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Aloys Fleischmann Birth Centenery begins

 "In January President McAleese will open the celebrations organised by Cork City Council to mark the centenary of the birth of Aloys Fleischmann (1910-1992), the Irish composer, conductor, scholar, campaigner, organiser, professor of music at University College and Freeman of the City of Cork. The Fleischmann Centenary Celebration Working Group, chaired by Ms. Máirín Quill, and the Fleischmann family invite you to join the celebration. Throughout the year there will a host of events in Cork and beyond. Fleischmann’s parents will also be commemorated, both in Cork and in the Bavarian town of Dachau from which Fleischmann’s grandfather first came to Ireland in 1879. Fleischmann works will be performed; there will be exhibitions, public lectures, dance performances, a RTÉ lyric fm CD, a documentary and publications. Over sixty-five orgnisations are participating."

The above text is a quote from the Cork City Libraries web page where you can read much more on both the event and person.  OCMP Ireland has been involved in preparations for the event in a small way.  I was asked if I would typeset the 4 Masters overture in order to preserve the work which would then be made availible free of charge over the internet.  I agreed.  The National Symphony Orchestra agreed to make a CD of Fleischmann works, one of which was the 4 Masters Overture.  But the original material was unusable and so my timescale to set the work was reduced by 15 months! Be that as it may, the work is now recorded and being prepared for release (details to follow) and the whole work will soon be available to download from the Cork City Library website.

But this is of little interested to those involved in banding I hear you say. Well, yes and no in my opinion and here's why:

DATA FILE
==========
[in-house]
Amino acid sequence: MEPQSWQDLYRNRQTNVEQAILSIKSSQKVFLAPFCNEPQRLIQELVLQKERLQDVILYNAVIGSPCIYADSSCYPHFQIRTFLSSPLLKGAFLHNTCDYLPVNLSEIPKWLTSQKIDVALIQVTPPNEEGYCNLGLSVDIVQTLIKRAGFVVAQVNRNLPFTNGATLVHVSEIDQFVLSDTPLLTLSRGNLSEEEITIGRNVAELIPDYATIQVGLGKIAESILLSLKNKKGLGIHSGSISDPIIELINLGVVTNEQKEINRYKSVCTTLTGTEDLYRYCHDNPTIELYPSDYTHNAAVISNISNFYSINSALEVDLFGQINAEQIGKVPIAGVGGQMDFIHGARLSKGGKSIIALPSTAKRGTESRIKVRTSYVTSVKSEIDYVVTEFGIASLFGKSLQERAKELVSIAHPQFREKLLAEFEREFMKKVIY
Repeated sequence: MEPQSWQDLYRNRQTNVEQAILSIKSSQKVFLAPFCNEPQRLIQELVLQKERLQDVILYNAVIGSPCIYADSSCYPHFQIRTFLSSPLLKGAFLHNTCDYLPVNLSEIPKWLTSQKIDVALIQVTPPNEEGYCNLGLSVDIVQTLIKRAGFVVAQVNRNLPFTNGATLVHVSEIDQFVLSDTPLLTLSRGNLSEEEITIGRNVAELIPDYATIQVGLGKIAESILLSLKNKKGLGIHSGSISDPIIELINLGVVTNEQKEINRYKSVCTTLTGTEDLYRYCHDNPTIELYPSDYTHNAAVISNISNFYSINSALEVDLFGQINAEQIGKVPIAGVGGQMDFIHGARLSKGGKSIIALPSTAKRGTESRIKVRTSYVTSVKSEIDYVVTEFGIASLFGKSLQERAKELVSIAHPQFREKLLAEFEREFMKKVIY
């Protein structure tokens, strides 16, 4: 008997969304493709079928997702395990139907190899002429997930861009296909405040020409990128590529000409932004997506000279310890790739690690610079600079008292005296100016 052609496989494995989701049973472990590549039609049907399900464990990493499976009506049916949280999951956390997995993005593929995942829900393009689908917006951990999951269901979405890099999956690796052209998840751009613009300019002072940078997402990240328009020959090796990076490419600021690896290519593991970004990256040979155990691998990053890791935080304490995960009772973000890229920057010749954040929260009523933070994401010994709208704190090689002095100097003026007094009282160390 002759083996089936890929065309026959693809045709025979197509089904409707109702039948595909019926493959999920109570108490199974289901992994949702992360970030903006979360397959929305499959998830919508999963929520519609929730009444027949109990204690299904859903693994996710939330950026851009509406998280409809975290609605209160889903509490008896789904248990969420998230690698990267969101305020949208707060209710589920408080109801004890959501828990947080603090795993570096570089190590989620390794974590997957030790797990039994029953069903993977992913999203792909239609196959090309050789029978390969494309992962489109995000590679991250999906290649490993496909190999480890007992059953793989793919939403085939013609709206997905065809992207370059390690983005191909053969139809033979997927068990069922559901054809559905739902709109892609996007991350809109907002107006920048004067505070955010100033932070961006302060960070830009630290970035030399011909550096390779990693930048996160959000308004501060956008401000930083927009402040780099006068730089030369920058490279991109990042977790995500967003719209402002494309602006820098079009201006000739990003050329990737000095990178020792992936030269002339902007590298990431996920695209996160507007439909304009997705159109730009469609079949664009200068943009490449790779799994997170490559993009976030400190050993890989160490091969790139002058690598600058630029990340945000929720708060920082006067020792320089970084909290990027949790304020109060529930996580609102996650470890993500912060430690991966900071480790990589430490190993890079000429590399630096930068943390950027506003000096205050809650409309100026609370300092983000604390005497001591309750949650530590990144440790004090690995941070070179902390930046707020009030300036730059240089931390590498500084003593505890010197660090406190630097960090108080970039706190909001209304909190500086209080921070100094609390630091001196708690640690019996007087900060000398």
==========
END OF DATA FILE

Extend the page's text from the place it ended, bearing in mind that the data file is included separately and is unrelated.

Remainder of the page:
NO:

  • Fleischmann wrote so little music for winds or brass (the RIAM Wind Ensemble will perform 4 brass fanfares in May) that he is not relavent to banding in Ireland
  • Although a transcription of the 4 Masters Overture is being prepared, this will take some time and will be a difficult piece when finished, too difficult for most Irish bands

YES:

  • Aloys Fleischmann is representative of the many, many people dotted around the country who do such an astounding job of keeping our community music groups alive, working tirelessly for that community
  • The celebration of his birth centenery has been spearheaded by members of his family and what they have achieved is an inspiration to all of us
  • The Fleischmann family is an example of immigrant people arriving in Ireland and contributing a huge amount to the musical life of the country. Other examples are members of the NSO who travelled here in the 50's and had a huge bearing not only on performance standards but on teaching standards also - a prime example is Victor Malirsh, my own horn teacher who continues to teach to this day.  And the Gebler brothers are yet another example - one brother (Herman) settled in Waterford and taught my father while another brother (Adolf) was a founder member if the ITGWU band.

That Aloys Fleischmann is being remembered in such a public way with so many performances of his music is a great thing.  I wish the organisers and the family every good wish for a successful year of music making 

Full details of the celebrations and of the freely available digitised library is available at http://www.corkcitylibraries.ie/fleischmann100/

Fergus O'Carroll

Comments

Fleischmann centenary

Thank you very much, Fergus, for placing such a fine tribute to my father on your website.

It is indeed true that immigrant musicians did much for music in Ireland. My great-grandfather and grandfather were among sixty continental organists invited between 1860 and 1960 by the Catholic bishops to take up posts in the country. The Free State government also turned to continental rather than to British musicians for the new Army School of Music, bringing Fritz Brase from Berlin in 1923. who contributed a great deal to the musical life of Dublin, building on what Michele Esposito had done before him.

The Fleischmann family is deeply grateful to all those who have given so generously of their time to make the centenary celebrations memorable. 75 organisations are participating. One of our main aims is to make our father's and grandfather's music widely available by having their scores digitally typeset. Cork City Music Library is scanning the manuscript scores and placing them on its Fleischmann website; Cork City Council has funded the typesetting of five works. To date 33 of my father's 55 compositions have been or are being digitised, in the main by volunteers.

Fergus's most kind major contribution was crucial for the creation of a Fleischmann CD as that work could not have been performed without his typesetting. Fergus even financed the printing of score and parts, which I only discovered by chance very recently. The range of the centenary celebrations reflects both the Fleischmann musicians' rootedness in the country and the generosity of spirit of their musician friends and colleagues.

Ruth Fleischmann